Explaining The Simulated Drone Flying Championship

I wrote about the simulated drone flying championship (or competition) some time ago. I wrote that why the simulated drone flying championship could be useful and from where I got the inspiration. What I did not write was the exact details of how it is going to work. In this article I am going to comprehensively explain how I think that the championship should work. It is quite easy. Just pay attention as you read the following details.

My inspiration for the simulated drone flying championship ensues from my interest in the simulated car racing championship. The latter competition is overseen and managed by the GECCO (Genetic and Evolutionary Computation conference) and the wider community of evolutionary algorithms practitioners.

The simulated car racing championship provides its participants a software which is essentially a simulation environment for racing cars, or car racing. The simulation environment has everything in it including environments for car racing, such as different types of laps on different types of terrains, different types of cars with different specifications etc. It also has a so called physics engine which emulates other environmental factors for the car racing simulator. The physics engine emulates real life factors such as aerial drag, road friction etc. It is important to take such factors into account so as to be able to emulate the car racing competition as close as possible to the reality.

The simulator can also be integrated with third party software through its programming interfaces. It is an open source project. And this is where the fun begins.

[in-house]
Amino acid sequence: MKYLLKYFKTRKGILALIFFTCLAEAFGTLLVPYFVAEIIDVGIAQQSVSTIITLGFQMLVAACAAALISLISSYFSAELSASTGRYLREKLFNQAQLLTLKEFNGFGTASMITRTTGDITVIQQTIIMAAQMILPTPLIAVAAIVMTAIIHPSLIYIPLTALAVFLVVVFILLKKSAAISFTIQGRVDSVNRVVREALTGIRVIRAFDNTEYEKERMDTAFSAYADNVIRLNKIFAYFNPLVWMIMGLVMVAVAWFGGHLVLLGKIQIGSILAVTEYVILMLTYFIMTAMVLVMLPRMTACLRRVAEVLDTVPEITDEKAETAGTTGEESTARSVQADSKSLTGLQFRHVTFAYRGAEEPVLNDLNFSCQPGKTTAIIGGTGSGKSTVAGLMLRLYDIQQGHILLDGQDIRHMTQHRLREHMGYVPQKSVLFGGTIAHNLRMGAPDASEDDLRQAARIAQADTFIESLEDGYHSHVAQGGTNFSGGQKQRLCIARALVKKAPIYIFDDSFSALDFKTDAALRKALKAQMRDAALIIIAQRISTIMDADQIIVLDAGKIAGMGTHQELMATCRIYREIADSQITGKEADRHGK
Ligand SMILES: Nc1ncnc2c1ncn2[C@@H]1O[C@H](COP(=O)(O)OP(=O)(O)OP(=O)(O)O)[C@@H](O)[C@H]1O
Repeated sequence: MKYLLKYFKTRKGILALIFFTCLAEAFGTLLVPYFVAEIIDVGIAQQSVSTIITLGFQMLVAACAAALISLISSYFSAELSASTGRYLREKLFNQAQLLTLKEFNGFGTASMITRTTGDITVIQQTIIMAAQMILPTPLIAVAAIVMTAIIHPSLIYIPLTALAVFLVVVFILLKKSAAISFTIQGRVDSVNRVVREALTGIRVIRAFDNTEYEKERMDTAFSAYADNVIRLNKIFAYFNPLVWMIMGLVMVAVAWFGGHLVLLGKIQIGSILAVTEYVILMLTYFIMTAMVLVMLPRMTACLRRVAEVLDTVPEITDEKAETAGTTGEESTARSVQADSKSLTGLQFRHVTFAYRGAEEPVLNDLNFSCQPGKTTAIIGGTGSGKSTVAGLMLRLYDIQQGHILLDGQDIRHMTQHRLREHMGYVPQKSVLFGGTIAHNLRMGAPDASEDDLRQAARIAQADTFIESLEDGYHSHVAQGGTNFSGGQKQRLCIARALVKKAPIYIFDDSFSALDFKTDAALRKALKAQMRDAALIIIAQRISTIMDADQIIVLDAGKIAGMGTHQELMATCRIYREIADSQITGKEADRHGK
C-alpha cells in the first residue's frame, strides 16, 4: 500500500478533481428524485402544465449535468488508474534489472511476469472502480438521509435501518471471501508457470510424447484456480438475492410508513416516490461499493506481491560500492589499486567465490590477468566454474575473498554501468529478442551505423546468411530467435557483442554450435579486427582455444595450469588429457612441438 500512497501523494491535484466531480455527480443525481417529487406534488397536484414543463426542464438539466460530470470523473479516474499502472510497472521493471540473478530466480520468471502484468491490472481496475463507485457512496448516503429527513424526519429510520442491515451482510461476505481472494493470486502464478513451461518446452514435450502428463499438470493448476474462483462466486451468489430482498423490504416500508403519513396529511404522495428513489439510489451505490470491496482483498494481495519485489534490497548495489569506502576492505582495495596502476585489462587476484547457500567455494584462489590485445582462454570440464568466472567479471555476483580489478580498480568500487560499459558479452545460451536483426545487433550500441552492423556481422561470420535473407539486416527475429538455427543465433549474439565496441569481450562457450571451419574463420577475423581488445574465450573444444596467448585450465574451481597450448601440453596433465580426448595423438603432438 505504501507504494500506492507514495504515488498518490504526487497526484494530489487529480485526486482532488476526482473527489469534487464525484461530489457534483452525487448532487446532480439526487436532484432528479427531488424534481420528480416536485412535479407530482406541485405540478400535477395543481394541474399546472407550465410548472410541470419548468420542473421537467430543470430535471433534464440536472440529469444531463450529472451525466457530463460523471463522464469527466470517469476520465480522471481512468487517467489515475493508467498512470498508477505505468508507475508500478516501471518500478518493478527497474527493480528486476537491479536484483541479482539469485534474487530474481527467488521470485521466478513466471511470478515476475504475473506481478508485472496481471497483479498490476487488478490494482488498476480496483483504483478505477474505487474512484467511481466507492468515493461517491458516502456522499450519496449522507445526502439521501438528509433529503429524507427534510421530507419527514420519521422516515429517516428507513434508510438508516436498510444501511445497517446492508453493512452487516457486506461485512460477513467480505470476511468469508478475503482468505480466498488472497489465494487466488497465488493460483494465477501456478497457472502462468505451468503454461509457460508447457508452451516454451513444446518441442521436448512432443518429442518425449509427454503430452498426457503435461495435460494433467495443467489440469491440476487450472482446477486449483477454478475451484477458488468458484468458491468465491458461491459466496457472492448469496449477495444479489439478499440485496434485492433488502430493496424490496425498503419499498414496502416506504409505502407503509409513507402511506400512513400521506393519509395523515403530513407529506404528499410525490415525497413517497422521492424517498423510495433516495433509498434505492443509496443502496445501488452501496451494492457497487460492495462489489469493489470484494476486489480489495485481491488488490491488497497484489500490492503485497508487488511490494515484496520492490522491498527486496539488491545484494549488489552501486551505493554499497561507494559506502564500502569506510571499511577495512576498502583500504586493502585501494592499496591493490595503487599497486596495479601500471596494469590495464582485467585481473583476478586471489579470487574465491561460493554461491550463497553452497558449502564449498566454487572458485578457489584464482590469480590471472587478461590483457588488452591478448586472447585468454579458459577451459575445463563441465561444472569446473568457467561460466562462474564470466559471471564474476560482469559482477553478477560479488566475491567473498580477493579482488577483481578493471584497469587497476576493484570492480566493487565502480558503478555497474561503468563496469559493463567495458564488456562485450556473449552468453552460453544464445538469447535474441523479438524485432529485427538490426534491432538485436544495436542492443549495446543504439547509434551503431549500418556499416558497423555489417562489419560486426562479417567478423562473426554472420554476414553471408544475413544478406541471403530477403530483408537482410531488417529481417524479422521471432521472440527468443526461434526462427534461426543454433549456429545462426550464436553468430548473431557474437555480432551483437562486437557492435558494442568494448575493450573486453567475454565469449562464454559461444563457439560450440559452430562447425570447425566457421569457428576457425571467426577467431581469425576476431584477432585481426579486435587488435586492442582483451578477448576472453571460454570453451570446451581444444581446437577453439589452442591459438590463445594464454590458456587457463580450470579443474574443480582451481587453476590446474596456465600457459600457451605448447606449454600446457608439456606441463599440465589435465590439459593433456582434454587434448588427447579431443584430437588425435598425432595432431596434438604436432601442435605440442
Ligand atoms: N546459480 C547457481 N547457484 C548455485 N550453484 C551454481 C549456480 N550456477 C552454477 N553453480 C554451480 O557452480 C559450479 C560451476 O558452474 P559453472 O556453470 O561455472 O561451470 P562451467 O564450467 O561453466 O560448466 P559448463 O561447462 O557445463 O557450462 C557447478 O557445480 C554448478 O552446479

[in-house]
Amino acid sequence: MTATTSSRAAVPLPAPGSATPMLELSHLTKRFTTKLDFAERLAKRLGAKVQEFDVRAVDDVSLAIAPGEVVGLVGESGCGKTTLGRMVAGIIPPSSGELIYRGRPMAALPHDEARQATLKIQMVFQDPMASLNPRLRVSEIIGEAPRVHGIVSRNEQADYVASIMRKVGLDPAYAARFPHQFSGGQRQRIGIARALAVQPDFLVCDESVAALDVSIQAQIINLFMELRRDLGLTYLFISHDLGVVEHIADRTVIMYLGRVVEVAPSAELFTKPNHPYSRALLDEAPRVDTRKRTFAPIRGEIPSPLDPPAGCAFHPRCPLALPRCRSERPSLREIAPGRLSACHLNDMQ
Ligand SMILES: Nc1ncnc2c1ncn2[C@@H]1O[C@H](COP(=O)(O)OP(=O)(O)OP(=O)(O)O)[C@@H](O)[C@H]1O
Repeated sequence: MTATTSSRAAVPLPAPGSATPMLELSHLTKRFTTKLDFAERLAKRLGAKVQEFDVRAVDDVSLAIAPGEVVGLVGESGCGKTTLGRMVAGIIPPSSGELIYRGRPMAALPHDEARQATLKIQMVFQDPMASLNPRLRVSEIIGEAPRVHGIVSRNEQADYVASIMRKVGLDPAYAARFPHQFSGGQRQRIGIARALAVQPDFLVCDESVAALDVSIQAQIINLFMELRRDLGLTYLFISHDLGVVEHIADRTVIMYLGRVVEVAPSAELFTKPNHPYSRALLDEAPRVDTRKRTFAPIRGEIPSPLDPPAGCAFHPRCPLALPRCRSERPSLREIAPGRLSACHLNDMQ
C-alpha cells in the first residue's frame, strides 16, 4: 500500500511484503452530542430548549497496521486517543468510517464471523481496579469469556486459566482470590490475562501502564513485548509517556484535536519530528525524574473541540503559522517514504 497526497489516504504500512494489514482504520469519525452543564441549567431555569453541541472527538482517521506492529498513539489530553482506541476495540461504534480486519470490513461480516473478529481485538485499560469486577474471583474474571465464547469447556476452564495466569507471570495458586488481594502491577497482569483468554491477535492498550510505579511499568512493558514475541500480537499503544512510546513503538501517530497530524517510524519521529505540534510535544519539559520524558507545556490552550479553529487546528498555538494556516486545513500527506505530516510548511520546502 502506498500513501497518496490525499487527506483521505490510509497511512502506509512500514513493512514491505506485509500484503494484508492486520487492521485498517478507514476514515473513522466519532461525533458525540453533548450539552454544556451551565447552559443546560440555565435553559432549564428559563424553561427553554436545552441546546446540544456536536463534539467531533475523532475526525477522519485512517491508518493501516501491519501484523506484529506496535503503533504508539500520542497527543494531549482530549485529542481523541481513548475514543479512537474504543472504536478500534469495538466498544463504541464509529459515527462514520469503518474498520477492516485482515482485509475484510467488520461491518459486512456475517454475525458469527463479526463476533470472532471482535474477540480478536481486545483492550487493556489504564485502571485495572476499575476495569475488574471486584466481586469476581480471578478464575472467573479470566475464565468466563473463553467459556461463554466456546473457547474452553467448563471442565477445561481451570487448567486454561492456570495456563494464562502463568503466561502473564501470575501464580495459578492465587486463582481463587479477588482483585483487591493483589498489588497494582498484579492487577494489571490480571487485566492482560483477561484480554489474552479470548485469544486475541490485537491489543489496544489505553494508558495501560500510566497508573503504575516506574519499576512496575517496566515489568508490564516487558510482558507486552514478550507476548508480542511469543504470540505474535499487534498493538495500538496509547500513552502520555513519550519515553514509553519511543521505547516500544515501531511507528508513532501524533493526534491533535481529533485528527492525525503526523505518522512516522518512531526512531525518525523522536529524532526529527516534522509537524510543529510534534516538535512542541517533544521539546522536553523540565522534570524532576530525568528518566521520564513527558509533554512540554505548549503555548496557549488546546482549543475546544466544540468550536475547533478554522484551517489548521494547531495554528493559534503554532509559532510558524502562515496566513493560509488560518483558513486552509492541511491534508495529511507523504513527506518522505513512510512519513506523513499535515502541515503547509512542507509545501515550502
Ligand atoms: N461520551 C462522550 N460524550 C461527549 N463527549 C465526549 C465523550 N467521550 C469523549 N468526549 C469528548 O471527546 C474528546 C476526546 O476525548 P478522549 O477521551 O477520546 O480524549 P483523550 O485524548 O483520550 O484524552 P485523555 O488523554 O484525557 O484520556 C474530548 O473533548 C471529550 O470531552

Competitors are invited to plug in and test their own software controllers for the racing cars. Design parameters for the software controllers are somewhat easy to understand conceptually as well. As a matter fact the simplest design goal is to come up with controllers that can help a car to win a race. That is quite simple to state and understand at this level.

And this is where the whole competition becomes a lot more fun. Machine learning, and specially chauvinists of evolutionary algorithms, try to solve this problem from a totally different perspective. And that is their perspective. And in order to understand their perspective you would have to understand either one of these disciplines in a bit more detail. Explaining machine learning or evolutionary algorithms is beyond the scope of this article. You can nonetheless read this tutorial to get a better understanding of evolutionary algorithms.

Stated shortly, the idea is to evolve a set of optimum controllers for the racing cars that would help the car win the competition. People have tried plenty of algorithms. One may as well cook up new algorithms along the way to design newer controllers. I shall explain how a set of controllers can be precisely evolved using an evolutionary algorithm in a subsequent article. Suffice it say for now that if you have understood the basic working of an evolutionary algorithm, you would not find it very hard to learn the whole idea behind the competition.

The simulated drone flying championship can also be designed in a similar way. There are plenty of simulators for drone flying available online. You can try either one of them. I have particularly liked UAV Playground. This is written in Java and can also be found on google. This is open source and quite modular. It also allows integration with third party software as well. It also emulates virtual reality quite well. You can integrate it with a machine learning package and try to design controllers for drone planes with simpler objectives. The objectives could be to fly a drone all over a place and perform some simple navigation. You can also use this package for genetic programming that I wrote myself for symbolic regression. This is written in java and works pretty well. Of course you are free to use your own software package and run it. And obviously everyone would have to try something different for this championship to work. If it all goes well and many people participate in it, the state of the art in drone industry could evolve pretty fast to sophisticated drones.

Photo by San Diego Air & Space Museum Archives

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CC BY-NC-ND 4.0 Explaining The Simulated Drone Flying Championship by Psyops Prime is licensed under a Creative Commons Attribution-NonCommercial-NoDerivatives 4.0 International License.

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